I guess we all know that if you want great glutes then you need to hip thrust.
In fact, there are few exercises that will target your glutes as well.
However, quite often you may feel the movement elsewhere other than the target muscles.
And it just so happens that the knees can take a beating during hip thrusts.
So, don’t worry, you’re definitely not the only one who’s knees hurt whenever they do hip thrusts.
So, allow me to explain what’s going on here and how you can fix it.
Why Do My Knees Hurt When I Do Hip Thrusts?
There are various reasons why your knees hurt when you do hip thrusts. The most common of these is that you have weak or inactive glutes. This leads to poor movement mechanics from your hip to your knee. Furthermore, it’s likely that you’re engaging your quads, which in turn places more stress on the knee joints.
1. Weak or Inactive Glutes
The number one reason that your knees hurt when you do hip thrusts is because you have weak or inactive glutes.
That probably sounds quite strange initially, as you’re performing an exercise that specifically targets the glutes.
However, in truth, many of us have focused solely on exercises like squats, deadlifts, and lunges for many years.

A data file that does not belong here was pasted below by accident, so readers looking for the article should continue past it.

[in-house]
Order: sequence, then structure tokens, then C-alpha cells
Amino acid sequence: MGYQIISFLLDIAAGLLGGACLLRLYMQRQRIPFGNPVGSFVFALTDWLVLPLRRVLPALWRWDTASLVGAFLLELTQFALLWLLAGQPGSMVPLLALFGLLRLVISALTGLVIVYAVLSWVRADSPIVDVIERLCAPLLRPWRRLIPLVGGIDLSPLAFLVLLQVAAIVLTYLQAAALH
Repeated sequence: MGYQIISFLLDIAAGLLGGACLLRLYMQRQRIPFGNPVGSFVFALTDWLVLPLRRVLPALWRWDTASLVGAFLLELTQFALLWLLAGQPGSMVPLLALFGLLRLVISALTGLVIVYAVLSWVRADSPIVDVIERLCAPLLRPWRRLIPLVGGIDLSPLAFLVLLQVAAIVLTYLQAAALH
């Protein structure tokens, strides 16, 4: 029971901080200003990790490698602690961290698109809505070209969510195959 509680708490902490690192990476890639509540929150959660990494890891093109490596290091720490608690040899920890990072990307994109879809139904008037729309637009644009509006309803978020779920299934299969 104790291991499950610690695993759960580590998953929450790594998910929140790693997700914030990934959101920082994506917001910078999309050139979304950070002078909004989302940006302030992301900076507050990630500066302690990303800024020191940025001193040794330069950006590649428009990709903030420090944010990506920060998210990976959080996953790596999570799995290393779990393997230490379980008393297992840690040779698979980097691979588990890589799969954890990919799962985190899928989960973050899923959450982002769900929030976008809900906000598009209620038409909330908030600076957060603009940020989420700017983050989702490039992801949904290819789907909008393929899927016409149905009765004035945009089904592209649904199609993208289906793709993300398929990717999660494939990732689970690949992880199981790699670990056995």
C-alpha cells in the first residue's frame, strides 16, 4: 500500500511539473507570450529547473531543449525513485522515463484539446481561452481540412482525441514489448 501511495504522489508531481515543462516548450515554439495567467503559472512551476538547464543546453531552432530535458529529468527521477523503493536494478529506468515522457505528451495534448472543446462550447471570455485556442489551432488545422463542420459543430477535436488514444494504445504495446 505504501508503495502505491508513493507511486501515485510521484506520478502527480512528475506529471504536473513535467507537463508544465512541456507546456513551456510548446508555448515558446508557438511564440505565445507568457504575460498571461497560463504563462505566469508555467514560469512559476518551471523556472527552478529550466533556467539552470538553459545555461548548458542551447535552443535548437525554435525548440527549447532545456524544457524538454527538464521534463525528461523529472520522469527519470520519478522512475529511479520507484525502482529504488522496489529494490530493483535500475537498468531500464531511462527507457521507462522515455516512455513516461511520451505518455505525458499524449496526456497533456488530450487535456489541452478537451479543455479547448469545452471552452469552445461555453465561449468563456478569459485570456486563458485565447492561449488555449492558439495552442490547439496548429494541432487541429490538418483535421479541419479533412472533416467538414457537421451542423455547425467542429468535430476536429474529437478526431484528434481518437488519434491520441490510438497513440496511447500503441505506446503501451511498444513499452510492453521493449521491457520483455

And more often than not this may be the only “glute exercises” that you’ve done in years.
Now, don’t get me wrong, these lower body exercises will definitely activate and work the glutes.
But realistically, they’re not the best.
In fact, this is similar to only ever performing pull ups in order to work your biceps.
Yes, once more, your biceps will get a good going over, but not as well as targeting the muscles with bicep-specific exercises.
The exact same can be said for squats, deadlifts, and lunges when it comes to training the glutes.
So, even if you’ve been performing these lower body exercises with regularity you’re still leaving a lot of glute work on the table.
And unfortunately, you’ll soon get found out when you start performing hip thrusts.
Basically, weak or inactive glutes will lead to poor movement mechanics from the hips to the knees.